THE LANCE AFFAIR is now turning into the Chinese water torture. Each new drop of information about those Georgia banks adds to the administration's embarrassment. But none of them is, by itself, sufficiently dire or shocking to force Bert Lance immediately out of his job as budget director.
That has made the press coverage a major element in the case.Half an inch under the formal defense of Mr. Lance there runs a strong and bitter resentment of news reporting that the White House sees as persecution - a malicious attempt to hound Mr. Lance out of office for the sheer sport of it. That view, demonstrably, draws great support in Congress. "I think we've gone completely ethics-happy around here," Sen. John Glenn (D-Ohio) exclaimed at an earlier stage of Mr. Lance's troubles. To form a judgment, it's useful to recall where the present imbroglio came from, and where it seems to be going.
In January, as a condition of his confirmation, Mr. Lance promised the Senate Government Affairs Committee that he would sell his bank stock by the end of the year. In late May, Time magazine reported that the sinking price of the stock was exerting a new financial pressure on Mr. Lance. Nothing happened. One Monday in mid-July, Newsweek magazine appeared with a story carrying more details and mentioning Mr. Lance's overdrafts at one bank of which he was president. On the following day, President Carter asked the Senate committee to release Mr. Lance from his promise to sell the stock by the end of the year in view of the great loss that he would sustain. That unexpected request suddenly gave great weight to the magazine articles, and that is the point at which other publications - including this one - began taking a closer look at Mr. Lance's position.
A week later, the Government Affairs Committee summoned Mr. Lance to a hearing at which it extended a sweeping acquittal to him and denounced his accusers. "You have been smeared from one end of the country to the other, in my opinion unjustly," the chairman, Sen. Abraham Ribicoff (D-Conn.), told him. But at that hearing it also developed that the Comptroller of the Currency was looking into Mr. Lance's affairs.
The President and Mr. Lance made a genuinely serious mistake when the Comptroller's report appeared on Aug. 18. They would have been wiser to acknowledge that Mr. Lance had done much that he ought not to have done. When they claimed to see no blemishes in his record at all, each blemish at once became a public issue - and, of course, a news story. The White House keeps challenging the world in general to cite any evidence of illegality, or even impropriety. But the Comptroller's report contains some of each. It notes 50 personal loans to Mr. Lance that he was required by law to report to the bank regulators.He did not. That's not a criminal offense, but it is a violation of the law or, more accurately, 50 violations of the law. As for impropriety, there is that pattern of large, sustained and repeated overdrafts in his and his relatives' accounts in a bank that Mr. Lance was running. The Comptroller called it"unsafe and unsound" banking. But a week after the Comptroller's report appeared, Mr. Carter again told a press conference, "I don't know of any allegation that has been made, or proven, that Bert Lance did anything illegal or even enethical."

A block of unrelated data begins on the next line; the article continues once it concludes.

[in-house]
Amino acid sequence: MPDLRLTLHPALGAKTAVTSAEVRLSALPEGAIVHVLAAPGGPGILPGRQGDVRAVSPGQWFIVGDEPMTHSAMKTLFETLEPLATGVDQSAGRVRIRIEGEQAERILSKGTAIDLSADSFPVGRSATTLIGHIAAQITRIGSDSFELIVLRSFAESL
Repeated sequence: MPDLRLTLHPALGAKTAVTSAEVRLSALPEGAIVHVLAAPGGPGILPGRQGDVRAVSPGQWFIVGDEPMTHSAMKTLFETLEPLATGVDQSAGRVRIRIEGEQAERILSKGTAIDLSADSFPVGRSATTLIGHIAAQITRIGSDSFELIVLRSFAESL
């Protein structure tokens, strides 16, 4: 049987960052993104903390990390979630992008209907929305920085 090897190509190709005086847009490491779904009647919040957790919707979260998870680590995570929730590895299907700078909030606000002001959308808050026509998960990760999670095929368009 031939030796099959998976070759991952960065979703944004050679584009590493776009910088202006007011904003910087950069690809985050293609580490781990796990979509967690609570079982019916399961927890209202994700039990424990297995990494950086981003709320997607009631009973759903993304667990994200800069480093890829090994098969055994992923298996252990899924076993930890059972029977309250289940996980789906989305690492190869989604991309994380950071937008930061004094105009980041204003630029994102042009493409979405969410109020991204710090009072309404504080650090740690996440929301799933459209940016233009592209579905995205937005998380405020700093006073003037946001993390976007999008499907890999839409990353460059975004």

The Comptroller's report offers an unflattering view of two banks, but that will mainly be of interest to the people who write and enforce the banking laws. As for Mr. Lance, he is an ingratiating figure who is nobody's idea of a villian. The larger public interest here goes one level higher. It was the President's intercession for Mr. Lance to get the stock requirement waived that brought the present extensive press coverage to Mr. Lance's banks and his finances. It is the Comptroller's report, not the news stories, that now constitutes the authoritative source of information and judgment.
Mr. Carter has reacted as though he sought to dispel this challenge to his close friend and adviser by an effort of sheer will. But government doesn't work that way. Anything that the President touches will draw the close attention of multitudes of citizens who want to know how their government is being run, and by what rules.
The Lance affair is important not for what it tells the country about Georgia banking, or about one Georgia banker, but for what it tells about the Georgia farmer who is now President. It now appears that the Comptroller, after writing his report, has sent examiners back to one of the banks for a still closer look. A couple of weeks ago we observed in this space that Mr. Carter could keep Mr. Lance in the White House only at a price. That price now seems to be rising steeply.